The rise of e-commerce has been well documented, but as companies report their ‘pandemic-driven’ earnings this week, is this business model our best bet?
If I had a time machine I would happily go back to March 19 of 2020 and put all my money into Wayfair (NYSE: W). Absolutely crushed by the first wave of coronavirus-induced sell-off, Wayfair stock sank to five-year lows of $23.52 per share. Fast forward six weeks though and this furniture and home-goods champion has skyrocketed almost 700%, jumping 23.69% in a single day after its May 4 earnings call.
It must have been one whopper of a quarter you’d imagine? Well, not exactly. Revenue did rise 19.8% year-on-year to $2.33 billion, and gross profit rose a sharper 23.1% to $579.1 million. However, operating costs for Q1 were much higher than gross profit, coming in at $841.2 million, giving it an operating loss of $284 million. Its operating cash burn also rose sharply — over 215% — to $256.3 million in the period.
So not really the best quarter ever. But why is the stock on such a rampage then? One hyphenated word:
Amazon as a pandemic stock
In the midst of all the chaos COVID-19 has unleashed on the world, there are a number of businesses thriving, represented in the new acronym ‘DAWN’ — Dominos (NYSE: DPZ), Activision (NASDAQ: ATVI), Walmart (NYSE: WMT), and Netflix (NASDAQ: NFLX).
These businesses represent the industries they dominate, but there is one glaring omission — Amazon (NASDAQ: AMZN). Amazon is the king of e-commerce, and has its Bezos-shaped fingers in almost every other pie imaginable, ranging from cloud computing to grocery shopping.
The company is the latest addition to the trillion-dollar club, and in Q1 2020, it reported that North American sales were up 29% to $46.1 billion, while international sales grew 18% to $19.1 billion. Even after Amazon Web Service Vice President Tim Bray quit the company on May 1 due to its treatment of workers, which he publicly criticized, investors took little notice. Why?
Well, e-commerce of course.
The importance of e-commerce in a pandemic
It seems quite obvious as to why e-commerce is important right now. The majority of brick-and-mortar stores have been shut down due to restrictions, and even if they aren’t, fewer people are making trips into public spaces.
Hence the need for online shopping and deliveries. Since the market hit pandemic-driven lows in mid-March, e-commerce stocks have dominated on Wall Street. Etsy (NASDAQ: ETSY) and Shopify (NYSE: SHOP) have both risen more than 100% since March 19, while the ‘Amazon of Latin America’ — MercadoLibre (NASDAQ: MELI) — has climbed nearly 40%. Even Alibaba (NYSE: BABA) is up nearly 10%, despite China’s extreme restrictions enforced since January.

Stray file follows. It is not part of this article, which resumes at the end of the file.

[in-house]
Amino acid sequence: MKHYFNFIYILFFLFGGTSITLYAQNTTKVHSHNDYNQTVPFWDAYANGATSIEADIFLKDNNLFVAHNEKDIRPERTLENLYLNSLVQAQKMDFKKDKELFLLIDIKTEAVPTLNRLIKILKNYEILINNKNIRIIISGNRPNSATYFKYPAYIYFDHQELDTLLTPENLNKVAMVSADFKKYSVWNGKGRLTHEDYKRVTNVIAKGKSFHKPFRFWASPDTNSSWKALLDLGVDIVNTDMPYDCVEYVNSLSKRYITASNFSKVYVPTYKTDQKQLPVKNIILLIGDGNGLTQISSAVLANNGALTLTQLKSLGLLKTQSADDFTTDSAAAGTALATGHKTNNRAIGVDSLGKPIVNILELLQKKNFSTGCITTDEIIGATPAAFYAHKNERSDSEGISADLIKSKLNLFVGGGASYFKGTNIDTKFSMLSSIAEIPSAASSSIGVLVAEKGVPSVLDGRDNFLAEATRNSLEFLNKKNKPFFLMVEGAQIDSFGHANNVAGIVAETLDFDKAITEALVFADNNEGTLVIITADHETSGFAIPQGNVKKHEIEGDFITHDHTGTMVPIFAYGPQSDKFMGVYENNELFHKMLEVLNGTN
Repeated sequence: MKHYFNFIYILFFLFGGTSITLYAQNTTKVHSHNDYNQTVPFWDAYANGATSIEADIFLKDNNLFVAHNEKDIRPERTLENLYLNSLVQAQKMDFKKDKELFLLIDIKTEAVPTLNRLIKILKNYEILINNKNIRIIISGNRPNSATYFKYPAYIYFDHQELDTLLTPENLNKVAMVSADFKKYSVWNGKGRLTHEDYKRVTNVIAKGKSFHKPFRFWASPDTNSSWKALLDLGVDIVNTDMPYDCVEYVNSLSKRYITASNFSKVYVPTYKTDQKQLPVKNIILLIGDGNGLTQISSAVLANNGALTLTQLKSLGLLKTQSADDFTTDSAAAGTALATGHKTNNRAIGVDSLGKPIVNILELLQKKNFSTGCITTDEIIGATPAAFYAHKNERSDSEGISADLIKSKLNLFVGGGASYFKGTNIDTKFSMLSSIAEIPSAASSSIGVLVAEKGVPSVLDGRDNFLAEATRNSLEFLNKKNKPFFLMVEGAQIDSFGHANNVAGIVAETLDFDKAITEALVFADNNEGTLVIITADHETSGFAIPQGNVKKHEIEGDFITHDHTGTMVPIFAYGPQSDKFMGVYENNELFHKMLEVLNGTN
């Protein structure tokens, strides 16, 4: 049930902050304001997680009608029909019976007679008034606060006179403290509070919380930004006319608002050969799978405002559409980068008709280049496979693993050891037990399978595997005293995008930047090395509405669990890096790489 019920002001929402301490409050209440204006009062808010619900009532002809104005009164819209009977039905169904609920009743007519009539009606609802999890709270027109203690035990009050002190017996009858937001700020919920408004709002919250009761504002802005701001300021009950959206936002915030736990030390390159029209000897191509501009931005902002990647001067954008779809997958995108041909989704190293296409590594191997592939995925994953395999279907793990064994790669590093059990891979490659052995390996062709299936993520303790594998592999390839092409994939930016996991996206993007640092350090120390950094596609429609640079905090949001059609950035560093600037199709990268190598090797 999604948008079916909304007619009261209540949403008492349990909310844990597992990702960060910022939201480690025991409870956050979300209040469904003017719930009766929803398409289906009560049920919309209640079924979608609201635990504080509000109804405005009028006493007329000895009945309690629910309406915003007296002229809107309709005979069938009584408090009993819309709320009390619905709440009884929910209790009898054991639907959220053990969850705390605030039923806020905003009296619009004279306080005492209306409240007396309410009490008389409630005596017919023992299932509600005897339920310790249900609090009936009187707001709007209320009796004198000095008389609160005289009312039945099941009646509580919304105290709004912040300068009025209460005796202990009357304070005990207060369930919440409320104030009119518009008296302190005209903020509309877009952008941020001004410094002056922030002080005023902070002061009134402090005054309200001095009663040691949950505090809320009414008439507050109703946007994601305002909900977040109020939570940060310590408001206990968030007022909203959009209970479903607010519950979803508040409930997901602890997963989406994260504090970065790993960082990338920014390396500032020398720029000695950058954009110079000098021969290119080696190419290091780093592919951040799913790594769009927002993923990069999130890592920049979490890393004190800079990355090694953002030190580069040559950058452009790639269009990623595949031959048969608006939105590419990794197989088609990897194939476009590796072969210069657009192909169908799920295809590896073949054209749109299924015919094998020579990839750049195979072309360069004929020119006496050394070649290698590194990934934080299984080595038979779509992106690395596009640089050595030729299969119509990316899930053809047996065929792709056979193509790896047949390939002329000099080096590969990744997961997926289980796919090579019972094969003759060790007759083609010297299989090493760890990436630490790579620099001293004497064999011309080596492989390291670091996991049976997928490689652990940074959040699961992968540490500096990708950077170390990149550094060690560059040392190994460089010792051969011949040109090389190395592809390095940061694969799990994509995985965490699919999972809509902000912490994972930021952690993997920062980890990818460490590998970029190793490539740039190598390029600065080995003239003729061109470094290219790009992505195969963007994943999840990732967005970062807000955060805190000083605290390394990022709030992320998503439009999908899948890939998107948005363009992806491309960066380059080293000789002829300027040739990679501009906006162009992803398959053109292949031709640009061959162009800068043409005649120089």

This is not exactly a change of pace for them.
- Amazon stock has risen nearly 500% in five years.
- Shopify is up 2,300% in the same time.
- Etsy is up 177%.
- MercadoLibre is up 293%.
Whether the market is a bull or a bear, e-commerce just seems to be the rising trend.
What about e-commerce in a recession?
It is a far stretch to declare any business as ‘recession-proof’, but e-commerce certainly gives one food for thought. You could argue that e-commerce is thriving now because people have no other choice, but with 30% of all shopping estimated to be done online this year, there’s no hiding from the trend.
E-commerce, and Amazon in particular, tends to focus more on relationship building activities and customer loyalty than brick-and-mortar retailers. As well as this, it has far more data at its disposal than businesses with no online operations. This means better offers, unique content, and more valuable advertising.
As companies like J-Crew file for bankruptcy, Macy’s (NYSE: M), JCPenney (NYSE: JCP), and others traditional brick-and-mortars try desperately to raise capital in order to stay afloat. One of the best examples of a brick-and-mortar business pivoting into e-commerce is Nike (NYSE: NKE). The world’s leading sportswear manufacturer went with the flow and heavily invested in online retail at a time when in-store sales were plateauing. This has allowed it to maintain profits and has seen its stock grow more than 70% in the last five years.
Of course, many of these stores do already offer online options, but it may be time to think about copying out-and-out e-commerce models. This will prevent further losses in the event of another pandemic-like event, and help to keep businesses floating with the ever-flowing tide of retail.
MyWallSt operates a full disclosure policy. MyWallSt staff currently hold long positions in stocks mentioned above. Read our full disclosure policy here.